Sean Penn's new image |


Sean Penn's new image

The onetime bad boy is combating his reputation with a relationship with Robin Wright and his new films, ''She's So Lovely'' and ''The Game''

They didn’t have guns, but she thought they did. They crept up to Robin Wright Penn’s Toyota Land Cruiser with their hands stuffed in their pockets, simulating pistols. They ordered her to hand over the keys. ”If I was alone, it would’ve been less harrowing,” she says. ”It’s like, ‘Take the car, take the f—ing house, take everything.”’

But she wasn’t. Her two children — daughter Dylan, 5, and son Hopper, 3 — were still strapped in their seats. So before surrendering the keys, the woman who played Forrest Gump’s inamorata had to persuade two carjackers to let her kids climb out of the car.

Later that May night in 1996, her husband, Sean Penn, marveled at his wife’s composure. (In true Southern California style, Robin’s 911 call was all over the airwaves.) ”She was amazing,” he says. ”They played it on the news, and I heard her. Her voice was so calm and clear about what had happened.”

Hearing Sean Penn talk about staying calm is a little like hearing the Pope deliver a homily extolling the pleasures of Pulp Fiction. At 36, Penn has played his share of hotheads and scumbags. A purse-snatching hooligan in Bad Boys. A merciless rapist in Casualties of War. A budding thief in At Close Range. An ice-cold killer in Dead Man Walking. And, in Carlito’s Way, a lawyer. Back in the ’80s, when his four-year marriage to Madonna was snowballing into a kind of tabloid Iliad and Penn was practicing his right hook on paparazzi, he even got to do some research, courtesy of the Los Angeles County penal system. He spent 30 days behind bars after clocking a film extra in 1987; he had his driver’s license revoked. Thanks to these events, Sean Penn can speak with great conviction on the forces that lead young men to commit acts of mayhem.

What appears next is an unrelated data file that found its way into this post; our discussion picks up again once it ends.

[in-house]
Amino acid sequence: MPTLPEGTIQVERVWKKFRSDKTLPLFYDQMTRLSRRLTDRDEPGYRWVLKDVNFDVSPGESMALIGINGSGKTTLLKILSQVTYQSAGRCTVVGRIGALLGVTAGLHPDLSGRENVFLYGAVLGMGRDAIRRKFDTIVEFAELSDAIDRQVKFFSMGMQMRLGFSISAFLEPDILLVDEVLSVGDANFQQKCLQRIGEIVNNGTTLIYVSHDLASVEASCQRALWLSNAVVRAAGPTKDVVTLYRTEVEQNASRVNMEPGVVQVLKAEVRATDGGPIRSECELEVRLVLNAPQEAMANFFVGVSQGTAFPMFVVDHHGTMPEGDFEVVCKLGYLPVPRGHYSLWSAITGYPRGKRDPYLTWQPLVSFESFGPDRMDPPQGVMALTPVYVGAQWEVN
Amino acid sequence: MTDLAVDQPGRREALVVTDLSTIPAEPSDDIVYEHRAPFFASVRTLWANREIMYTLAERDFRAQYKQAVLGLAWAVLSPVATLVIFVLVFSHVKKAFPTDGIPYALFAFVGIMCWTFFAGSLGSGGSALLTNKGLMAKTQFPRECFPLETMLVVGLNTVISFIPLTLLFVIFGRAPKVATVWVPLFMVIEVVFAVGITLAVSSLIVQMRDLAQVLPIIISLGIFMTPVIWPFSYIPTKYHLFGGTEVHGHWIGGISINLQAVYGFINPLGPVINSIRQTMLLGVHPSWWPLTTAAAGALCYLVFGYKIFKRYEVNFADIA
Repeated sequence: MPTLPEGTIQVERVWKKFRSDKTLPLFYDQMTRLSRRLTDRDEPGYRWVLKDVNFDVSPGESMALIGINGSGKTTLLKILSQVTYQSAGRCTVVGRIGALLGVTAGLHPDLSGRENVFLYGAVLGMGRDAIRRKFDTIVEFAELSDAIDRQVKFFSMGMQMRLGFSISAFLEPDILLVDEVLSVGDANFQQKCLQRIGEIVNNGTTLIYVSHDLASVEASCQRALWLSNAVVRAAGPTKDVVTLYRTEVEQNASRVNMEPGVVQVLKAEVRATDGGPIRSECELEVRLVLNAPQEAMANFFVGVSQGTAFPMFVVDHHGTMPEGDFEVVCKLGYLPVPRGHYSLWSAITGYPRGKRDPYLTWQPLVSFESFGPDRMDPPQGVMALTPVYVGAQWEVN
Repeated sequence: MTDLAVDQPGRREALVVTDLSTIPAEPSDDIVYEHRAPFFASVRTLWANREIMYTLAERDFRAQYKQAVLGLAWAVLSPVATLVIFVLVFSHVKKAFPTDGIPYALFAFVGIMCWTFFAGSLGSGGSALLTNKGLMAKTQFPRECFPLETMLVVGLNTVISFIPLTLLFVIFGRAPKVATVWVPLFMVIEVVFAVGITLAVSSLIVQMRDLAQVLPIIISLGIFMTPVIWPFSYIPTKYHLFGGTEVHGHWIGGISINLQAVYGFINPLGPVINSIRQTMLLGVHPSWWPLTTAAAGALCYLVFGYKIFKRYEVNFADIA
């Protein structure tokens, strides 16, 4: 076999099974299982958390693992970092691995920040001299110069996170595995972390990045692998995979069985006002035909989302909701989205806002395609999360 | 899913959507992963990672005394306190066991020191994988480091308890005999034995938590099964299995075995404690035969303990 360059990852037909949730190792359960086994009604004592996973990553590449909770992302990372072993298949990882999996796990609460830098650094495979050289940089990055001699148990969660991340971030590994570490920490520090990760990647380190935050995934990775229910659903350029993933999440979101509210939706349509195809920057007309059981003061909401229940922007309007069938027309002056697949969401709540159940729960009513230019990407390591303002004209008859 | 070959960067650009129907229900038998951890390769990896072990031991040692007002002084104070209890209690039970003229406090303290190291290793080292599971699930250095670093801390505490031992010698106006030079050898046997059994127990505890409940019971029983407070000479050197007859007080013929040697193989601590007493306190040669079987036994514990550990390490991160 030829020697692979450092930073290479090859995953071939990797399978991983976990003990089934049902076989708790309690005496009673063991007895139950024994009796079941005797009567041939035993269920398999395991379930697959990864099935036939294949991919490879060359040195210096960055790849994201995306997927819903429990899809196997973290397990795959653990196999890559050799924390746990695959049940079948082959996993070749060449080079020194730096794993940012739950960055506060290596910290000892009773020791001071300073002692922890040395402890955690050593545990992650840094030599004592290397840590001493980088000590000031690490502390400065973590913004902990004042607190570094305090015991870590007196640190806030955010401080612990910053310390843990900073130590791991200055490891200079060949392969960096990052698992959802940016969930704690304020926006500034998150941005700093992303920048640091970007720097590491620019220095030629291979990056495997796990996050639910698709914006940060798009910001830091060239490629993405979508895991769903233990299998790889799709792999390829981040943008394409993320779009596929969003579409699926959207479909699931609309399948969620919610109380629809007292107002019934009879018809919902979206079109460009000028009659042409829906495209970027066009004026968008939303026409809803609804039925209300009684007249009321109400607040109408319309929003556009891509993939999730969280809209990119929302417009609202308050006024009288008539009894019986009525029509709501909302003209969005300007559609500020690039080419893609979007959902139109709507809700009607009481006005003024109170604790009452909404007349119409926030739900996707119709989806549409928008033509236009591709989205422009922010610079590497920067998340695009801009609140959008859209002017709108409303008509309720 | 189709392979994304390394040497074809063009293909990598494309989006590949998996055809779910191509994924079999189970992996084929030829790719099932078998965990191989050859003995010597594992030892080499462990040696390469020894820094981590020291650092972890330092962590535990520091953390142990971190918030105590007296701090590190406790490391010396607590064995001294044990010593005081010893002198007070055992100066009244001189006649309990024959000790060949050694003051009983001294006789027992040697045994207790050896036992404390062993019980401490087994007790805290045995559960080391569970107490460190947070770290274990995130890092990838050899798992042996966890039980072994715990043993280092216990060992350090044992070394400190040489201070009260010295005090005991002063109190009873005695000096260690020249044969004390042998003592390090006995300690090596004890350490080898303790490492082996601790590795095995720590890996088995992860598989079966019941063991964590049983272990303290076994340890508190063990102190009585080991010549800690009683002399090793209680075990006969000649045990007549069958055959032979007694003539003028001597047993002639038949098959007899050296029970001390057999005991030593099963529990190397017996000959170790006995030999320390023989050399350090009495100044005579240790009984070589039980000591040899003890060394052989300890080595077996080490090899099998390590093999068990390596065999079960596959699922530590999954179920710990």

But when a couple of teenagers threatened his wife and kids a year ago, right in the driveway of their Santa Monica home, Penn found himself looking at crime and punishment from a fresh vantage point. ”That was a toughie,” he says, leaning back and taking an extra-long drag of nicotine. ”There’s the death penalty as society deals with it and legislates it, and I’m against it. But then there’s each individual’s rage. That got to me, that situation. Whenever I’ve been on the other side of the law, as it were, I’ve never conspired to do malice toward somebody, so I didn’t feel like now the shoe was on the other foot or anything like that. I just felt that I wanted to see some serious justice done.”

There are times, penn knows, when it pays to remain calm.

Usually, people expect Sean Penn to drink them under the table in some dim, sticky-floored saloon — the kind of cheap-hooch dive that his late friend Charles Bukowski, the Los Angeles writer and Olympian boozehound, used to rhapsodize about. Lots of journalists have come to Los Angeles nursing ”a romantic notion of an outlaw actor,” as Penn says, but today he’s holding court in a dainty, lavender-scented hotel room, watching the fog burn off the Pacific.